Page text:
Pandas dataframe stores values in a row and column format, and some data may be missing in the dataset.

**You can count NaN values in Pandas dataframe using the df.isna() method.**

`NaN`

values are also known as missing values. It is also denoted as `None`

.

**If You’re in Hurry…**

The below code demonstrates how to count the `NaN`

values in *Column 1* of the dataframe `df`

.

**Code**

`df['Column 1'].isna().sum()`

**Output**

` 3`

**If You Want to Understand Details, Read on…**

While cleaning up the data, you must count the `NaN`

values to decide if the columns shall be dropped. Because if there are more `NaN`

values, it will not have a meaningful impact during the ML model creation.

You’ll create a sample dataframe and use the `isna()`

method to count `NaN`

values or missing values in the pandas dataframe.

There is also another method called `isnull()`

. Read isna() vs isnull() in detail.

If you want to count number of missing values in the dataframe, read How to check if any value is NaN in a Pandas DataFrame.

Table of Contents

## Sample Dataframe

To demonstrate the counting of `NaN`

values, first, create a dataframe with the `NaN`

values.

There are three columns, and each column contains a few `NaN`

values.

```
import pandas as pd
import numpy as np
data = {'Column 1': [1,2,np.nan,4,5,np.nan,None],
'Column 2': [1,2,np.nan,4,np.nan,np.nan,None],
'Column 3': [1,2,None,4,5,None,None]
}
df = pd.DataFrame(data,columns=['Column 1','Column 2','Column 3'])
df
```

**Dataframe Will Look Like**

Column 1 | Column 2 | Column 3 | |
---|---|---|---|

0 | 1.0 | 1.0 | 1.0 |

1 | 2.0 | 2.0 | 2.0 |

2 | NaN | NaN | NaN |

3 | 4.0 | 4.0 | 4.0 |

4 | 5.0 | NaN | 5.0 |

5 | NaN | NaN | NaN |

6 | NaN | NaN | NaN |

Now, you’ll use this dataframe and count the `NaN`

values.

## Count Nan Values in Column

In this section, you’ll count the `NaN`

values in a *single column* using the isna() method.

The `isna()`

method returns the same sized boolean object indicating if the item is missing value or not.

Then, you can sum the object to get the total number of missing values using the `sum()`

function.

The below code demonstrates how to count the `NaN`

values in *Column 1* of the dataframe `df`

.

**Code**

`df['Column 1'].isna().sum()`

**Output**

` 3`

## Count Nan Values in Multiple Columns

In this section, you’ll count the `NaN`

values in a *Multiple columns* using the isna() method.

You must pass the **columns as a list** to the `isna()`

method. It returns the same sized boolean object indicating if the item is missing value or not.

Then, you can sum the object to get the total number of missing values using the `sum()`

function.

The below code demonstrates how to count the `NaN`

values in *Column 1* and *Column 2* of the dataframe `df`

.

**Code**

`df[['Column 1', 'Column 2']].isna().sum()`

**Output**

```
Column 1 3
Column 2 4
dtype: int64
```

## Count NaN Values in Every Column Of Dataframe

In this section, you’ll count the `NaN`

values in **each** column the isna() method.

You can directly call the `isna()`

method in the dataframe object. It returns the same sized boolean object indicating if the item is missing value or not.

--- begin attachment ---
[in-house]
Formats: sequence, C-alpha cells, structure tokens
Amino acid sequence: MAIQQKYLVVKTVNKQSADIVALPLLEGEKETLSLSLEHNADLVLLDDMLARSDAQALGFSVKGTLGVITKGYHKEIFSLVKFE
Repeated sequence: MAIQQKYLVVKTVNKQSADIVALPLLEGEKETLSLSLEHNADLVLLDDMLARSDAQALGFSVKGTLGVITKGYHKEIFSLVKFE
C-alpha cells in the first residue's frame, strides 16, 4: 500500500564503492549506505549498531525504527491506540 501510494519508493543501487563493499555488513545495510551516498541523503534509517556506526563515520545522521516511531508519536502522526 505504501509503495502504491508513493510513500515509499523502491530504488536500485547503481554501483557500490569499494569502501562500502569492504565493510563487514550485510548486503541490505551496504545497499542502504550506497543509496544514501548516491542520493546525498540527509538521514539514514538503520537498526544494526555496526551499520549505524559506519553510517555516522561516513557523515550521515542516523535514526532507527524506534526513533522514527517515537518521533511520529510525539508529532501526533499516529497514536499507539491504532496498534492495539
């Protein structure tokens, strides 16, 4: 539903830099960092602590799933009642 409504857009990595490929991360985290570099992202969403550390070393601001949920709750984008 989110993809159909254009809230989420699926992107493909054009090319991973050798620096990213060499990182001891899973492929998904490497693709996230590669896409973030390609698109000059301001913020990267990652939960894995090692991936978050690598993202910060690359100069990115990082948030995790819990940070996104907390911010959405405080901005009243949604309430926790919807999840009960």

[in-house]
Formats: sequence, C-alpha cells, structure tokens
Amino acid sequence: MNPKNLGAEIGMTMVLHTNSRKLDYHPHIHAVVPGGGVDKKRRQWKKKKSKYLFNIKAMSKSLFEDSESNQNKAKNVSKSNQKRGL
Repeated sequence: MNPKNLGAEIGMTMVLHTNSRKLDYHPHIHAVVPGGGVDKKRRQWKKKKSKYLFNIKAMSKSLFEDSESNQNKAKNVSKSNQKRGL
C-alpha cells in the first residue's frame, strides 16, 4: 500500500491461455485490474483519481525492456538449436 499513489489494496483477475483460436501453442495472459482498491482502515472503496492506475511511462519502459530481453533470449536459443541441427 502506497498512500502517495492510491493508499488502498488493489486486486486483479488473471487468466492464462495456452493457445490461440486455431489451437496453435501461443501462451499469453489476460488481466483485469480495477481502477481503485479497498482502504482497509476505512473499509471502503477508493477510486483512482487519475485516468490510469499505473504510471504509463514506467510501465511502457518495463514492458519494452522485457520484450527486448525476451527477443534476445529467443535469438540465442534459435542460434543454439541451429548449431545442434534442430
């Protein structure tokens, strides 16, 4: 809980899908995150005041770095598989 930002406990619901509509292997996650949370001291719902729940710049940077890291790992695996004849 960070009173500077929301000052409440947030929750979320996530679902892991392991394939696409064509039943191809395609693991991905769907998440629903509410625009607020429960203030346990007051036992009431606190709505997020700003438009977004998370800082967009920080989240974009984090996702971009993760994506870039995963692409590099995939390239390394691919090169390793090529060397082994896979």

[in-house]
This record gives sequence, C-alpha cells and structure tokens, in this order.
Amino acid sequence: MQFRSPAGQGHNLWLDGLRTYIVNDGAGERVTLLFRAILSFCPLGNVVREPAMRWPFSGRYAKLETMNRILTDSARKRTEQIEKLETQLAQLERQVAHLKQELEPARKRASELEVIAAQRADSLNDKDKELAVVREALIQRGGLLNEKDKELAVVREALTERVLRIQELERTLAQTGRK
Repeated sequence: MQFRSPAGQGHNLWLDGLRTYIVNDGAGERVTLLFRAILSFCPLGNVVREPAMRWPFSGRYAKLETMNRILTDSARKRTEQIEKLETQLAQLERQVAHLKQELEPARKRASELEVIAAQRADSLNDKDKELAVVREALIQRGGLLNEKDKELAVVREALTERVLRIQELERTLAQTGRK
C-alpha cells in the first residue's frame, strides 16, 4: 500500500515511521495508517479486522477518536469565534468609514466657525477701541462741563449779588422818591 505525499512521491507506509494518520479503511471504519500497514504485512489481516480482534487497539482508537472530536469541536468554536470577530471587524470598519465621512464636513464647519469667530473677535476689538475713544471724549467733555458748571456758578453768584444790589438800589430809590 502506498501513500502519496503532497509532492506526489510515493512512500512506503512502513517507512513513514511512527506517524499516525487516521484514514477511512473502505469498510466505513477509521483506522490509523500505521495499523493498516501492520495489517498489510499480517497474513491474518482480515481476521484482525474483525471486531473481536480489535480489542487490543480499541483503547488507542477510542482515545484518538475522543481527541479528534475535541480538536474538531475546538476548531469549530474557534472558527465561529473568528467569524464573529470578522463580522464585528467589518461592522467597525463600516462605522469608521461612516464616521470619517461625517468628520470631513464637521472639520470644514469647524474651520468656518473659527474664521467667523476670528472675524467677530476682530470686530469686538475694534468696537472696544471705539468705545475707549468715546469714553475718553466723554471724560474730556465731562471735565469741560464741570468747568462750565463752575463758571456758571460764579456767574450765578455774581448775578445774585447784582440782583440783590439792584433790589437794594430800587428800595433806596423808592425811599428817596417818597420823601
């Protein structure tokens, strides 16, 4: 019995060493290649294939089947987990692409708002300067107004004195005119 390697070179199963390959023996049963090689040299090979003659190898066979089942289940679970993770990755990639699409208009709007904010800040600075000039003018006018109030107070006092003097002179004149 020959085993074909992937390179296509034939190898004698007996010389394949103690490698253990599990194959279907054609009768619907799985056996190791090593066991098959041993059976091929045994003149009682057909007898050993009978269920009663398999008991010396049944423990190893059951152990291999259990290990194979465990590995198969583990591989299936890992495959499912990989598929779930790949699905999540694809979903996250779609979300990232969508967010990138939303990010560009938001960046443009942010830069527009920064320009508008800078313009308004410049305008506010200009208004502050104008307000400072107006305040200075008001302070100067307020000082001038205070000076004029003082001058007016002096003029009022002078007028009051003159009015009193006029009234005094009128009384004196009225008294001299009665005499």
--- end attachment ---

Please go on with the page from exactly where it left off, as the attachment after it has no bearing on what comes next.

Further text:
Then, you can **sum** the object to get the total number of missing values using the `sum()`

function.

The below code demonstrates how to count the `NaN`

values in **each** column of the dataframe `df`

.

**Code**

`df.isna().sum()`

You’ll see the below output.

The number of missing values in **each** column is displayed.

**Output**

```
Column 1 3
Column 2 4
Column 3 3
dtype: int64
```

## Count NaN values in Entire Dataframe

In this section, you’ll count the `NaN`

values in **entire** dataframe using the isna() method.

You can directly call the `isna()`

method in the dataframe object. It returns the same sized boolean object indicating if the item is missing value or not.

Then, you can **sum** the object to get the total number of missing values in **each** column and **again** invoke the `sum()`

function to count the total number of missing values.

The below code demonstrates how to count the `NaN`

values in **each** column of the dataframe `df`

and again sum it to obtain the **total number of missing values** in the entire dataframe.

**Code**

`df.isna().sum().sum()`

**Output**

` 10`

## Count Nan Value in a specific row

In this section, you’ll learn how to count the NaN values in a **specific row** of the dataframe.

You must select the desired row of the dataframe using the `loc`

attribute and use the `isna()`

method and `sum()`

to count the missing values. It’ll return the missing values in each column.

Again invoke the `sum()`

function to calculate the total `NaN`

values in the **complete row**.

The below code demonstrates how to count the `NaN`

value in a specific row.

**Code**

`df.loc[[4]].isna().sum().sum()`

**Output**

` 1`

## Count Rows with Nan Values

In this section, you’ll learn how to count the number of rows with `NaN`

values.

You can use the `isna()`

method to check if the value is missing and use the `any(axis=1)`

method to check if any of the value is missing on axis 1. Axis 1 denotes the row axis.

Then you can use the `sum()`

function to calculate the **total number of rows with NaN values.**

The below code demonstrates how to count the number of rows with NaN values in the dataframe.

**Code**

`df.isna().any(axis=1).sum()`

You’ll see output *4* as four rows in the dataframe contains missing values.

**Output**

` 4`

## Conclusion

To summarise, you’ve learned how to count the Nan values in the Columns.

You’ve learned how to count the missing value in each column or every column of the pandas dataframe.